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Diamonds and Gems  
12 January 2016

De Beers’ company starts patent infringement litigation against IIa Technologies

De Beers Group company Element Six Technologies on Tuesday began legal action in Singapore against IIa Technologies - alleging infringement of its patents concerning synthetic diamond material.

Singapore-based IIa Technologies specialises in grown diamond technology. The company grows colourless Type IIa diamonds "through a commercially viable and sustainable process" according to its website.

Element Six believes that certain of its patents for proprietary synthetic diamond products and their method of manufacture have been infringed. It is therefore taking this action to defend its intellectual property rights and business interests.

Yellow diamond

Element Six is taking legal action against IIa Technologies regarding their synthetic diamond patents

The patents in question relate to production of material which has a combination of high-optical transparency in the visible and infra-red spectral regions and low-crystalline stress, which is desirable in optical applications such as infra-red spectroscopy and high-power laser optics.

Element Six believes that IIa Technologies in Singapore is exploiting Element Six patents for commercial gain, potentially in both the industrial/technology and jewellery sectors.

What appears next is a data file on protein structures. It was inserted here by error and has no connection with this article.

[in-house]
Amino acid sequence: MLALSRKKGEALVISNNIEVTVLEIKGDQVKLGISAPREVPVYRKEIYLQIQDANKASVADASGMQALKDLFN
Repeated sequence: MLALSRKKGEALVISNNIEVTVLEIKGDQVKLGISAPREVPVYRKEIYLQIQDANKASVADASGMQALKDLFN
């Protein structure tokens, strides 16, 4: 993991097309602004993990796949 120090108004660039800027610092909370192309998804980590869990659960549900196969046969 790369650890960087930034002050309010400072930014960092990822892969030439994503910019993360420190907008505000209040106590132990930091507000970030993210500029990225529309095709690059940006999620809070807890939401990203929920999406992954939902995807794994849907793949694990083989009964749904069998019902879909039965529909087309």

Element Six has invested hundreds of millions of dollars over more than 50 years to become the world’s leading producer of synthetic diamond material, developing new material to tackle some of science and industry’s most intractable challenges.

Any use of Element Six patents, without its consent, negatively impacts its ability to get a full return from its investment and undermines its ability to carry out further important research and development.

“We believe this is a straightforward case of patent infringement, as any company would do, Element Six is taking action to defend its position. To continue to be able to invest in research and development, we depend on our ability to protect the intellectual property resulting from this research, development and innovation,” says Walter Hühn, Chief Executive of Element Six.

Synthetic diamond material has many remarkable properties, from hardness, high melting point and heat conduction, to optical transparency and electrical conduction.

Harnessing these properties and refining the synthesis process has enabled the development of tooling applications in activities such as drilling and mining, as well as emerging applications such as high frequency speakers, radiation sensors, optics, water sanitation and even quantum computing. The vast majority of diamond material used in industry or technology is synthetic in origin.

Due to the legal proceedings, no further comment will be made until the process is concluded.

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